Tax dodging is a huge issue in Latin America and the Caribbean, and it’s costing the region big bucks. According to the Economic Commission for Latin America and the Caribbean (ECLAC), the region loses about $340 billion, or 6.7% of its yearly income due to tax evasion. And despite having one of the lightest tax burdens in the world, tax revenue in the region makes up only 22.8% of GDP compared to the OECD average of 34.3%.

Tax evasion is prevalent due to a combination of regressive tax systems, a high level of informal labor, and low tax enforcement policies. It can also come in many forms, from neglecting to report income from an informal job to money laundering or hiding funds in illegal tax havens; the most recent example of the latter being the Panama Papers Scandal.

To better understand this topic, Dalia asked internet-connected Latin Americans if they find tax evasion acceptable. Across the eight countries included in the survey, very few agreed that tax evasion is “always acceptable”. Mexico had the highest percent with 6% saying tax evasion is always acceptable and Chile had the lowest at 2%. However, there was less accord between countries as to whether tax evasion is sometimes or never acceptable. On average, 30% say it’s sometimes acceptable while the majority (66%) say it’s never okay. In Mexico the split is more drastic with only about half (53%) saying tax dodging is never okay. Brazilians are the most strict with 75% saying avoiding your taxes is never acceptable.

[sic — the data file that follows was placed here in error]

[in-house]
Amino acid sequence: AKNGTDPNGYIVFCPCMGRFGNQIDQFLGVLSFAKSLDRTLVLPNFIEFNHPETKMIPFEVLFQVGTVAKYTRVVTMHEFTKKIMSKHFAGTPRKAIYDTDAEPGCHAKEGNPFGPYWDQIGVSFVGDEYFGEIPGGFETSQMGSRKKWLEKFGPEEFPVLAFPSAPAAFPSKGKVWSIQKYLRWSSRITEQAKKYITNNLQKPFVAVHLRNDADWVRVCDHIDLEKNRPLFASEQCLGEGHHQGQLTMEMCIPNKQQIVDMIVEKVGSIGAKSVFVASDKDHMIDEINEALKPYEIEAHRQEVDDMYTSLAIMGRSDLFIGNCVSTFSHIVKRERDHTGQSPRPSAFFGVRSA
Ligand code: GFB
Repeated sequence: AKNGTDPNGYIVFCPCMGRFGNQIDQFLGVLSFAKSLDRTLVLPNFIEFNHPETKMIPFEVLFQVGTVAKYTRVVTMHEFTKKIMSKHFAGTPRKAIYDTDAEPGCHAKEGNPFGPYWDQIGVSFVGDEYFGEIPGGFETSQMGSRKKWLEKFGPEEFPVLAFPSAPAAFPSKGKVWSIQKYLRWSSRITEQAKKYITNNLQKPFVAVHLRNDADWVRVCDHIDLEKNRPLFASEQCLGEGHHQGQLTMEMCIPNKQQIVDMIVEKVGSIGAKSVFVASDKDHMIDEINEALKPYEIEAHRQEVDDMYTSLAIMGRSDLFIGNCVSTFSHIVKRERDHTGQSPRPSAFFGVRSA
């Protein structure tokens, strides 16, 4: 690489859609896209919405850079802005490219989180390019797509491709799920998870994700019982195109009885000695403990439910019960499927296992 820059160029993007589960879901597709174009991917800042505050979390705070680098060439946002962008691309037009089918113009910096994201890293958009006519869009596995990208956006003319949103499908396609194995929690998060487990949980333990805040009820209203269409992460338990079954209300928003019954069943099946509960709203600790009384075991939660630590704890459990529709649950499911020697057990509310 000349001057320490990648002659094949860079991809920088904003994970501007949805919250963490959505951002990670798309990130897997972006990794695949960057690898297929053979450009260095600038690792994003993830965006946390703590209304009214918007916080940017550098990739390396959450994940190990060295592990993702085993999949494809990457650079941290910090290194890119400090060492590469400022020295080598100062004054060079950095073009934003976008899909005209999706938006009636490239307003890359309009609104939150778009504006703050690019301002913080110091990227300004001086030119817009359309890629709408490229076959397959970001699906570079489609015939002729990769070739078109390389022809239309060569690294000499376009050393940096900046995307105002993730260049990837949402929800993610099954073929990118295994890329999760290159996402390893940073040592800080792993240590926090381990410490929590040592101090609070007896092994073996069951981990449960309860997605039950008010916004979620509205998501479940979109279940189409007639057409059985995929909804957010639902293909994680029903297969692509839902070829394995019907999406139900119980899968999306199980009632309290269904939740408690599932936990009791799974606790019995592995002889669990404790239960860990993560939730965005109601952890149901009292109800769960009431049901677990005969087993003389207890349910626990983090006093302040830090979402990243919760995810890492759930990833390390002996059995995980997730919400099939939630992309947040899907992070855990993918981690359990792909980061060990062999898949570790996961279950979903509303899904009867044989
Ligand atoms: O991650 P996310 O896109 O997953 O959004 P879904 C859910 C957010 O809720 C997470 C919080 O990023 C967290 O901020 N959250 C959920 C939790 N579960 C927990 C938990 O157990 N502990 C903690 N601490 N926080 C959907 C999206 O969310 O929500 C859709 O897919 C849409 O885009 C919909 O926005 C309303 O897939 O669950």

There are also stark differences when the responses are grouped by age. On average 41% of millennials (14-29 years old) among the eight countries say tax evasion is sometimes or always acceptable, compared to 28% of 30-49 year olds and 19% of 50-65 year olds. Overall, youth are about twice as likely as the older age group to find tax avoidance acceptable.

 

While it’s hard to pinpoint the cause of this age-based divergence, Dalia will continue to monitor attitudes toward tax evasion and more via our Political Risk Tracker. Get in touch to learn more!

 

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